Archive | PowerShell

Install and configure an Apache web server on Linux with DSC and Azure Automation

This post will describe how to install an apache server, check that the apache service is running and configure the default web page with Desired State Configuration and Azure Automation. After deployed, I will show how to monitor that the configuration is not drifting with DSC in Azure Automation. This DSC service with Azure Automation works both for servers in the on-prem datacenter or at a public cloud provider.

The blog post will also show how to create an easy DSC Configuration file, add it so DSC in Azure Automation, and deploy it to a Linux computer. I will not show how to create an Azure Automation account or deploy the DSC agent. If you need help to deploy DSC on Linux, please see my blog post “Easy installation and registration script for OMS and DSC on Linux” where I install OMI, DSC and the OMS agent.

Get started

To get started we have to create a DSC Configuration file. Below is anexample that will deploy an Apache web server, check that Apache is running and that the web page looks like it should. To test this configuration save the below configuration in a file named DSCLinux01.ps1. This configuration uses the Apt package installer in Linux and is tested on Debian and Ubuntu.

When the configuration file is created go to the Azure Automation account and click DSC Configurations.

Install and configure an Apache web server on Linux with DSC and Azure Automation1

After entered the DSC Configuration click “Add a configuration file” and upload the file DSCLinux01.ps1.

Install and configure an Apache web server on Linux with DSC and Azure Automation2

 

Click on the “DSCLinux01” and then “Compile”. When the status is “Completed” it is time to deploy the configuration to a Linux computer.

Install and configure an Apache web server on Linux with DSC and Azure Automation3

Before the configuration can be deploy the DSC Configuration DSC needs to be installed on the Linux server that is going to use the configuration. See my blog post “Easy installation and registration script for OMS and DSC on Linux” where I install OMI, DSC and the OMS if you need help with this.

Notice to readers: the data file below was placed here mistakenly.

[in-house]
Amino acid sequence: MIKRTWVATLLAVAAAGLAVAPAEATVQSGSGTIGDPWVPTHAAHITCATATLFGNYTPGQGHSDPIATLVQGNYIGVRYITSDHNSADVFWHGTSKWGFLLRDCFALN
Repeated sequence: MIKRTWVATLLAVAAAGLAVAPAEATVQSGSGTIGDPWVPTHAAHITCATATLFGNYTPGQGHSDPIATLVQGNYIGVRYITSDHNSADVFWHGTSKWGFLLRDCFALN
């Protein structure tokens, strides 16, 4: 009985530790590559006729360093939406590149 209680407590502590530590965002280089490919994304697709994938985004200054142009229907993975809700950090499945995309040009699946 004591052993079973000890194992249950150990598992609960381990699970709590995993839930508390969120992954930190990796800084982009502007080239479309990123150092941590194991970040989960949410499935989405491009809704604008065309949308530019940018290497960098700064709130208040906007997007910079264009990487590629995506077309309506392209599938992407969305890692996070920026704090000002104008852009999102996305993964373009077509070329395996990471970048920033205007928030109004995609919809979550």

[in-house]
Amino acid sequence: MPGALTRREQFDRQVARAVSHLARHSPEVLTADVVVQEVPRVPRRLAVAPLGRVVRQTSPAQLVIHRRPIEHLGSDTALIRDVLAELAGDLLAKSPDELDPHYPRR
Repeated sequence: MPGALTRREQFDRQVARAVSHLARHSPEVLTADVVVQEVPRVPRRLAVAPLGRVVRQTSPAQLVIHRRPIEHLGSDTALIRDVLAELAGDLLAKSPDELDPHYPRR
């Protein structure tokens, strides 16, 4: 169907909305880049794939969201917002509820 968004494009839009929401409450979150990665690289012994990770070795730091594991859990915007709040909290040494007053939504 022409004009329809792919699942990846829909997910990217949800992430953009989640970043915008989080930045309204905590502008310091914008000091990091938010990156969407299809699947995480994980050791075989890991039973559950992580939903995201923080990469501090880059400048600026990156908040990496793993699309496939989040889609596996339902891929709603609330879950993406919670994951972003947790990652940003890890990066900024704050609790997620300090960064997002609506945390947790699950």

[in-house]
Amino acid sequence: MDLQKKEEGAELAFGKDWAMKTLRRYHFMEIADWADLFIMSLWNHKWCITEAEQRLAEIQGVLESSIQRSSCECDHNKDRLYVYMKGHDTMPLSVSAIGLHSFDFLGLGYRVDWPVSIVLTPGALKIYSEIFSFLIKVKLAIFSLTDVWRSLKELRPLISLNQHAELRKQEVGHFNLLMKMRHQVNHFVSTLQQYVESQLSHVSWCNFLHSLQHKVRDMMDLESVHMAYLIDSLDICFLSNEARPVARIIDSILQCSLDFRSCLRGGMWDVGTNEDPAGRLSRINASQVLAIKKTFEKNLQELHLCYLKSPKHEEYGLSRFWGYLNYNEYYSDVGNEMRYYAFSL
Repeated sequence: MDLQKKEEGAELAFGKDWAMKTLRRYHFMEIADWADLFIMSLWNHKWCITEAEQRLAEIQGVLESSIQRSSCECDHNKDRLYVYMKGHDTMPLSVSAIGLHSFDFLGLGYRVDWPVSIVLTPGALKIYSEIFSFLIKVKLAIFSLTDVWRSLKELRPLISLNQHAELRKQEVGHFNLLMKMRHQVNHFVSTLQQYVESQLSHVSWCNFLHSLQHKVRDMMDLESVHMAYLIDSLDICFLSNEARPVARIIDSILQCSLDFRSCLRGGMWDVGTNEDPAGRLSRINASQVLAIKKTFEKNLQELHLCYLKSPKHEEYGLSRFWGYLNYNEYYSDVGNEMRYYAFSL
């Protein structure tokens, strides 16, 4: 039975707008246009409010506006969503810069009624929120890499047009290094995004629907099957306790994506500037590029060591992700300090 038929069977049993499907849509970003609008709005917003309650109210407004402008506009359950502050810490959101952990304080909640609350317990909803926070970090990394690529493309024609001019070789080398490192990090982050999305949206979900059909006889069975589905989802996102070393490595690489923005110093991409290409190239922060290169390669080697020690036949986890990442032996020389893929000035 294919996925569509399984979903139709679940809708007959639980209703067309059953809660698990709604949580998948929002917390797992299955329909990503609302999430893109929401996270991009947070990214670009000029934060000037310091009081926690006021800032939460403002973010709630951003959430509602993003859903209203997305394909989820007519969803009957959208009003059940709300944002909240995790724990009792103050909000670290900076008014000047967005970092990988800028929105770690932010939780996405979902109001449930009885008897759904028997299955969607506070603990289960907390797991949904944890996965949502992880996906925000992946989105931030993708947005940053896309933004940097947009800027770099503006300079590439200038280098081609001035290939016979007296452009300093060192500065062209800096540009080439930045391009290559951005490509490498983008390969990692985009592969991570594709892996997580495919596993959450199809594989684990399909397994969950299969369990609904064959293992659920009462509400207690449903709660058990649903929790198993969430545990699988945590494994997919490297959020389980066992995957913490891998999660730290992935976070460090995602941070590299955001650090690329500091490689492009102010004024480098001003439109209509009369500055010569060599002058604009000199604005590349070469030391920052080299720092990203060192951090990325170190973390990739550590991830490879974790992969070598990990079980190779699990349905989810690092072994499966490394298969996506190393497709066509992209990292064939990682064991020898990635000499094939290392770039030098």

When DSC is installed and registered the server shows up under DSC Nodes. Click DSC Nodes and the server to deploy DSC configurations to.

Install and configure an Apache web server on Linux with DSC and Azure Automation4

Click Assign Node Configuration to be able to select the configuration you wish to use.

Install and configure an Apache web server on Linux with DSC and Azure Automation5

Select “DSCLinux01.apache2”.

Install and configure an Apache web server on Linux with DSC and Azure Automation6

Check that the configuration was selected in the “Node Configuration” section.

Install and configure an Apache web server on Linux with DSC and Azure Automation7

Now it is just to wait for the configuration to be added to the server. In the picture below one can see that the configuration has been added and checked that the server is compliant with the configuration file.

Install and configure an Apache web server on Linux with DSC and Azure Automation8

To check the end result, enter the IP or DNS for the server in a web browser to check if one can see the webpage. The result should look like this.

Install and configure an Apache web server on Linux with DSC and Azure Automation10

Let’s also make a quick check on the server to see the apache is installed and the service is started.

Install and configure an Apache web server on Linux with DSC and Azure Automation11

0

Create an Azure Automation DSC Configuration with PowerShell

This is a short introduction on how you can create an Azure Resource Group, Azure Automation Account and DSC configuration with PowerShell.

The first one need is a DSC configuration file to upload into the DSC Configuration. In this example I will use an DSC Configuration file with configuration for the IIS role. To try this, save the following script as a PowerShell ps1 file as C:\DSC\IISFeature.ps1.